A Christchurch company specialising in foreign labour made employees sign an illegal “bond document” requiring them to pay the firm nearly $5000 if they quit.
One World Resourcing apparently told one employee if he did not sign, his visa would be cancelled and he would have to return home to the Philippines.
The Employment Relations Authority (ERA) found One World’s actions breached the Wages Protection Act and exerted moral pressure on vulnerable foreign employees.
The firm may now lose its ability to recruit migrants.
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One World was set up in 2012 to supply foreign labour for the Christchurch rebuild. In 2015, it hired five Filipino glaziers and assigned them to a client’s project.
Upon arrival, One World required the workers to get a bank loan so they could repay the company $3248 for immigration services, visa costs, flights, a bicycle, a week’s rent and a wage advance.
There were no complaints about this payment, which the ERA decision said were “the kind of costs an employee would normally bear”.
In June 2015, One World chief executive Declan Clancy heard two of the glaziers planned to leave.
He was concerned the client’s project would not be finished on time if they left, and the firm would incur a penalty.
Clancy organised a meeting with the five employees and presented them with a “bond document” requiring them to pay $4968 if they left the company before the end of their contract.
This was to cover “costs to One World for recruiting the five glaziers”, such as postal fees, Department of Internal Affairs fees, Philippines Embassy fees and bank fees.
The ERA said this amounted to seeking a “premium” – the illegal practice of making employees buy a job.
One of the two employees who planned to leave said he was not happy working at One World.
“[Clancy] told me that if I did not sign this document my visa would be cancelled and I would have to go back to the Philippines. This made me feel afraid for my family, which is the reason I signed the bond.”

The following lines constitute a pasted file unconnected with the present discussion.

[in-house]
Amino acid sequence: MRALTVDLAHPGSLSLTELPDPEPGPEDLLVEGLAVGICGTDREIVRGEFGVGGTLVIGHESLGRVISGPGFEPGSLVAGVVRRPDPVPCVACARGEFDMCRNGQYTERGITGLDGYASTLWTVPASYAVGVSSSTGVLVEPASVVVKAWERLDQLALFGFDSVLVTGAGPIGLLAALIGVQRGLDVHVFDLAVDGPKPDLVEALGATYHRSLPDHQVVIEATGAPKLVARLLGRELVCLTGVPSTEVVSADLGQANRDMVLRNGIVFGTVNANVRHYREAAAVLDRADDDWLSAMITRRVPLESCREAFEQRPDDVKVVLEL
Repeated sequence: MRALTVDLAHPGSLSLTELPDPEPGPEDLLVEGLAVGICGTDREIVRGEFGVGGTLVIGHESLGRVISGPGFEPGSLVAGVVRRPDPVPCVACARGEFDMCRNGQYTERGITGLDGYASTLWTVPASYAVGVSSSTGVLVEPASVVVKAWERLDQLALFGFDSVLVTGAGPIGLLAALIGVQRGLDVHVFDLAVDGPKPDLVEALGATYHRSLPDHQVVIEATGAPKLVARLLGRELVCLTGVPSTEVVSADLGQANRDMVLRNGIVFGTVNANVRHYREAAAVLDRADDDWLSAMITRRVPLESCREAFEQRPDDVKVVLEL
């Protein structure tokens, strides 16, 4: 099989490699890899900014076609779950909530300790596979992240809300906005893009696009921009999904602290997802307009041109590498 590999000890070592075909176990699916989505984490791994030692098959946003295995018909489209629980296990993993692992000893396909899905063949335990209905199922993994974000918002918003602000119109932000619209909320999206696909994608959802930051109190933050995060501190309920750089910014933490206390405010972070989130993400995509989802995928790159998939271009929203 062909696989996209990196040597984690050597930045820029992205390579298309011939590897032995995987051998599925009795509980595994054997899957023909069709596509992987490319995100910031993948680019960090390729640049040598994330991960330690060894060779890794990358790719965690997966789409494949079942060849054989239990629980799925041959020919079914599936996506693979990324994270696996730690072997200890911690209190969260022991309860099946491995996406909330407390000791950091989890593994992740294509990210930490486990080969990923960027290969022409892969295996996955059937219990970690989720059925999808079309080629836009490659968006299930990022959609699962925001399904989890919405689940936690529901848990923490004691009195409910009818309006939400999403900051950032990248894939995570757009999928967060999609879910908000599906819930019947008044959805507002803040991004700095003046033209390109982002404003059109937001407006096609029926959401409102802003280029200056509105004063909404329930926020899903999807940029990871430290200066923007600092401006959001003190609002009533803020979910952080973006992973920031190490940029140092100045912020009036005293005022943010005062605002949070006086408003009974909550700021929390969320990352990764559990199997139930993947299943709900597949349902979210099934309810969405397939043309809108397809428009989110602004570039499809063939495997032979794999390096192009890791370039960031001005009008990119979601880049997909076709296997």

The ERA decision said the employer took advantage of its inherently greater bargaining power to make the employees sign the bond documents.
“In reality, there was pressure put on the glaziers to sign the agreement and it sought to limit their individual choice.”
The ERA fined One World $9000, of which $1500 would go to each of the two employees to compensate them for their stress and worry.
The fine was heavily discounted because One World co-operated with the Labour Inspector, the breach of the Wages Protection Act was inadvertent, and One World withdrew the bond agreements within a week of being told they were illegal.
Regardless, Immigration New Zealand may prevent the company from recruiting migrant labour for a year.
As of April 1 this year, Immigration NZ imposed a policy where it would issue companies with a “stand-down” on recruiting migrant labour if they were penalised for breaching employment standards.
The length of the stand-down depended on the size of the penalty imposed.
One World’s advocate argued would be the end of the business.
The advocate submitted the company’s business was “completely predicated on the sourcing of immigrant labour” and a year-long stand-down would be its demise.
He said One World’s 40 staff would lose their jobs if the company went under.
“I accept that my determination may have a consequence for One World beyond the mere payment of money,” says the ERA decision.
“However, that is a decision yet to be taken by a government agency applying government policy. My decisions must not be affected by government policy.”